TEFL/TESOL in Azerbaijan
Since independence from Russia, Azerbaijan has been keen to assert its own identity and anxious to learn English to engage with the West. In addition, the recent oil boom means that the country has moved a long way in a short space of time. Which is not necessarily a good thing.
TEFL Requirements & Conditions
The usual teaching qualifications are a degree and a good TEFL Certificate such as the ICAL TEFL Certificate.
The education system in Azerbaijan, though somewhat reviewed and improved during the Soviet era, is still a far cry from the modern systems we are used to in the West. The preferred teaching technique in a language class is that of grammar translation. The teacher will say something in English, and then repeat it into Azerbaijani. The students are expected to respond in Azerbaijani for the teacher to subsequently translate their response into English.
Despite this challenging learning environment, students are motivated to learn English and eager to experiment with new techniques. So there is ground for improvement and educational associations like the British Council have collaborated with the Ministry of Education to train their teachers and provide ELT resources.
Teaching in rural areas can be more challenging than working for a school in Baku or Ganja, the former capital. You may be lucky and end up in a traditional school complete with traditional plumbing or, more often than not, you can find yourself standing in a room with dirt floors, no desks, and no plumbing!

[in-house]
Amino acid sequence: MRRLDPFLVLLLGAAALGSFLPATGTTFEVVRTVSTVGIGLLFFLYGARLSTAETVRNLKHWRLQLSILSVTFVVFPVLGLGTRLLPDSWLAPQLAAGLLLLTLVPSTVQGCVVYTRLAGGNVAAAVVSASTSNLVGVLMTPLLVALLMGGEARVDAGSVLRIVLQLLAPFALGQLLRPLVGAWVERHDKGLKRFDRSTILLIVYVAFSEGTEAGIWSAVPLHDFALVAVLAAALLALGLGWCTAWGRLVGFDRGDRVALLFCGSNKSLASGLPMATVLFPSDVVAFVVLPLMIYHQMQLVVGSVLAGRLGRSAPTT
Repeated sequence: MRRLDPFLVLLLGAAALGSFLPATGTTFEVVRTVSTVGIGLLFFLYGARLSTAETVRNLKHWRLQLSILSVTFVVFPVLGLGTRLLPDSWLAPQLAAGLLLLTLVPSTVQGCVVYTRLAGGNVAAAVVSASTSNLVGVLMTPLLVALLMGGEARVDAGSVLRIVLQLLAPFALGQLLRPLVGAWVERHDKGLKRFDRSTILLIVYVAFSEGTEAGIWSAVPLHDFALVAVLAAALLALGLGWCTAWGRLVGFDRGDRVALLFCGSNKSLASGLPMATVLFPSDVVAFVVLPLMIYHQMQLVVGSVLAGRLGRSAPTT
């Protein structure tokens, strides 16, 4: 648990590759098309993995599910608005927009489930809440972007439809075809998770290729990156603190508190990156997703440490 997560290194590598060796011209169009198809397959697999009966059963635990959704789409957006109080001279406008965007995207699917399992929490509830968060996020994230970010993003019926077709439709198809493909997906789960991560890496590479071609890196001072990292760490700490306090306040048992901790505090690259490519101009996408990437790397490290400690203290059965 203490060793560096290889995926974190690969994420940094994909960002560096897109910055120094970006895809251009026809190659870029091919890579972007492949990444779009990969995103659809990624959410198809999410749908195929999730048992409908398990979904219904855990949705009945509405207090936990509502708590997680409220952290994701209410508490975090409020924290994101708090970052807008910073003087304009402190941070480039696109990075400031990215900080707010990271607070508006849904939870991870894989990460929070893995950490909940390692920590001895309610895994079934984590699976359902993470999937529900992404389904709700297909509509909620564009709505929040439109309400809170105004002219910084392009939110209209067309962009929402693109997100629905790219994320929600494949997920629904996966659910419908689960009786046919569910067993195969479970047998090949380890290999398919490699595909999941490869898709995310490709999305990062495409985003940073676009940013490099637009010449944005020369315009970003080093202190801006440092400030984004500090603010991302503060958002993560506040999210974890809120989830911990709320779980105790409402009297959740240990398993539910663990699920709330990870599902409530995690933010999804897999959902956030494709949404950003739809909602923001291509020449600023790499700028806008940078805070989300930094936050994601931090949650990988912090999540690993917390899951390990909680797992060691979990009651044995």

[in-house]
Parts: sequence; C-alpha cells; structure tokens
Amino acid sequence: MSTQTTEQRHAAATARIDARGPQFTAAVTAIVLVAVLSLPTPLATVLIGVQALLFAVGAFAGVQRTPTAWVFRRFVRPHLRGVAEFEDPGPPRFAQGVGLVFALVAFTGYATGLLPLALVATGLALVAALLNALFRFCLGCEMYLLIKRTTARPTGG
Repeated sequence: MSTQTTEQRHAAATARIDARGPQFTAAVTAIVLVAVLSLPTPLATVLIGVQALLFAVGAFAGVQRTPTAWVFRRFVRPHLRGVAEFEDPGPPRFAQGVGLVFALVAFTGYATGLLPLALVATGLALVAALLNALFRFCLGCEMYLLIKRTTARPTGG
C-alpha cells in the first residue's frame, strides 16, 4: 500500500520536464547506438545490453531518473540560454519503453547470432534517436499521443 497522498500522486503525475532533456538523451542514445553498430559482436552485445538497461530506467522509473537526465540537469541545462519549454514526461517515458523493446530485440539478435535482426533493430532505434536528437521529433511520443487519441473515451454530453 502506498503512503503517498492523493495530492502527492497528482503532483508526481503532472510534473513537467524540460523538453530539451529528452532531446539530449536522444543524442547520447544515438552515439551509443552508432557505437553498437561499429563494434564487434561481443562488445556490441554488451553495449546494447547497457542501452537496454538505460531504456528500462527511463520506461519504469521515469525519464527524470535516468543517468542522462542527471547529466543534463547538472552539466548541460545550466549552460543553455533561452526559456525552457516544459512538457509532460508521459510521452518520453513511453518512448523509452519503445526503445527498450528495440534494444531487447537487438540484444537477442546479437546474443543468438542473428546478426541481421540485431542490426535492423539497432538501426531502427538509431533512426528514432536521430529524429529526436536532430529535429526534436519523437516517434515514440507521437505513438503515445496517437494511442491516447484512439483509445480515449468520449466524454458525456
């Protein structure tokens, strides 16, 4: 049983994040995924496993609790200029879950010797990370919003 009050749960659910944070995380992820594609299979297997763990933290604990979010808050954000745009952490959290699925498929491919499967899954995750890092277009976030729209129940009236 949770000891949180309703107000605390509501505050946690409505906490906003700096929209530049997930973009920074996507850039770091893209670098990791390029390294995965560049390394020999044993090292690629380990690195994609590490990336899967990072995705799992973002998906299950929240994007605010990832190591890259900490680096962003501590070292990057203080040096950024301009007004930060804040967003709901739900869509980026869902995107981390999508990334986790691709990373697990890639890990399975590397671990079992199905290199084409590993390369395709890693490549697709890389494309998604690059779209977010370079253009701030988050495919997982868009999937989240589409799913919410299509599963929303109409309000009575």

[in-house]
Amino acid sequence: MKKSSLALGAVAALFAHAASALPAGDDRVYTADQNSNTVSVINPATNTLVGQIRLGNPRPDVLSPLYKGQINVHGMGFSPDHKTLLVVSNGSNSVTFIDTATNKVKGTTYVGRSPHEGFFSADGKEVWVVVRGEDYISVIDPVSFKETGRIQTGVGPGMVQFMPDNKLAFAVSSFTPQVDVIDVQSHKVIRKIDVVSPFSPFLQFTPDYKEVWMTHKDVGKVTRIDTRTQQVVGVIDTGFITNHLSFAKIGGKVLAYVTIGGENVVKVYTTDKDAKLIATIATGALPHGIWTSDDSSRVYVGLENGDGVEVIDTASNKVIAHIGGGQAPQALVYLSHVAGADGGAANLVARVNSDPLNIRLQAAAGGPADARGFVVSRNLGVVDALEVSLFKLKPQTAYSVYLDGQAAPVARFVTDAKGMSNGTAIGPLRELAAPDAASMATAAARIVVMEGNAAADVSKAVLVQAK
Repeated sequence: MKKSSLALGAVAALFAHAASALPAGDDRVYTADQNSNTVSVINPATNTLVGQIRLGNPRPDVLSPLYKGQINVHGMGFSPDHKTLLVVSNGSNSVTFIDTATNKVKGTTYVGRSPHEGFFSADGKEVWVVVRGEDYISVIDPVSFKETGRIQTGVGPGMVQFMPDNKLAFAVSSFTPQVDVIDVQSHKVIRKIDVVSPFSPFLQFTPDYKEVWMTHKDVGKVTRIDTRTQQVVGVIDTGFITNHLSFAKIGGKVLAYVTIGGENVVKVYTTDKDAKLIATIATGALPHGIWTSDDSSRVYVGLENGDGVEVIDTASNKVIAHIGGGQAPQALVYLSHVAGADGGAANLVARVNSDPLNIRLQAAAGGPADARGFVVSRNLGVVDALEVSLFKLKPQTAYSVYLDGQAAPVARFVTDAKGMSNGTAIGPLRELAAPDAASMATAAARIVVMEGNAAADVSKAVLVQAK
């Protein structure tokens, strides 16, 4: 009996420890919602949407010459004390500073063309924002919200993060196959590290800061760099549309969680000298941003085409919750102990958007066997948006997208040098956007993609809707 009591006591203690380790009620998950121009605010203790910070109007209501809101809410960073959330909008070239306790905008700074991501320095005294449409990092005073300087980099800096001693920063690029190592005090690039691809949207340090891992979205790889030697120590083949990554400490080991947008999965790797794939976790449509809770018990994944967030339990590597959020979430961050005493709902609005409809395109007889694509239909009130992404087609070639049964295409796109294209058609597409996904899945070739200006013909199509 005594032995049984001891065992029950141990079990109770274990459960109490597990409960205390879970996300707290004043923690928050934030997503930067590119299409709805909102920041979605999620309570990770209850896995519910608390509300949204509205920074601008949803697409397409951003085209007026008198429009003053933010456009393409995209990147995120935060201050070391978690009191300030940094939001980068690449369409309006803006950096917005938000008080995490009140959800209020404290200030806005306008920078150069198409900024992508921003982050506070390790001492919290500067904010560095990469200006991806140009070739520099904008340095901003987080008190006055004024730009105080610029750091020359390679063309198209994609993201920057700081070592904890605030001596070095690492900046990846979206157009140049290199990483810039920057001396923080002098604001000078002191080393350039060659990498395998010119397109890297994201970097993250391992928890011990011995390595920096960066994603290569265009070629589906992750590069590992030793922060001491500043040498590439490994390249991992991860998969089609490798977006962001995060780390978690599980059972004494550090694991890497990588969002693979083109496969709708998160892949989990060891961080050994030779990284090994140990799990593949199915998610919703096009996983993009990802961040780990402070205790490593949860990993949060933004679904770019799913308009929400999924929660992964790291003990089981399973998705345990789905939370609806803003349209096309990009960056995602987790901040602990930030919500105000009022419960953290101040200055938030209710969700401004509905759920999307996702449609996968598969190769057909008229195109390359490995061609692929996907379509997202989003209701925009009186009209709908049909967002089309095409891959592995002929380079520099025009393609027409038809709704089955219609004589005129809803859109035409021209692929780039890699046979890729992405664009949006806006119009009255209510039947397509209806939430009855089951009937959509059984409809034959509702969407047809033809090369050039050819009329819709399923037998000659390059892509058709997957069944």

The workload in a public school is around 15 hrs per week. Lessons last the standard 45 minutes. Often you will be teamed up with an Azerbaijani English teacher and co-teach.
A decent enough salary will be about [currconvert base_curr=”EUR” base_amount=”1200″] and from this just over a quarter will go on renting a small one-bed flat. After the usual bills and expenses you may be able to save about [currconvert base_curr=”EUR” base_amount=”600″] per month. This is partly due to the paucity of places to spend money: nightlife is scanty and most bars close around 10 in the evening. Restaurants serve reasonable food (but there is a McDonalds in Baku if you have to).
Life in Azerbaijan
The capital city is Baku. It is generally considered to be dirty and has its fair share of Soviet style tenements, shanty areas and slum districts. However, there are good areas and outside the city some fantastic scenery, towns and villages. For the Eurovision in 2012 much of the city was cleaned up and new building projects put in place.
The people are friendly and nice. It is a predominantly Muslim country although not hardline. Women, for example, venture out alone and wear modern clothes (although more conservative than the West in general) however they do not go to bars. If a woman is in a bar at night then she is usually either an expat or a prostitute.
Censorship and freedom of speech as well human rights abuses are evident.
With the oil boom has come technology. WiFi is reasonable in the cities however there are still problems with the electricity supply. Prices have risen, too with a high rate of inflation. Clothes are expensive and, for foreigners, there is a major problem in being ripped off with taxi drivers being particularly prone to do this.
The country is generally safe although the road network is known for its dangerous driving!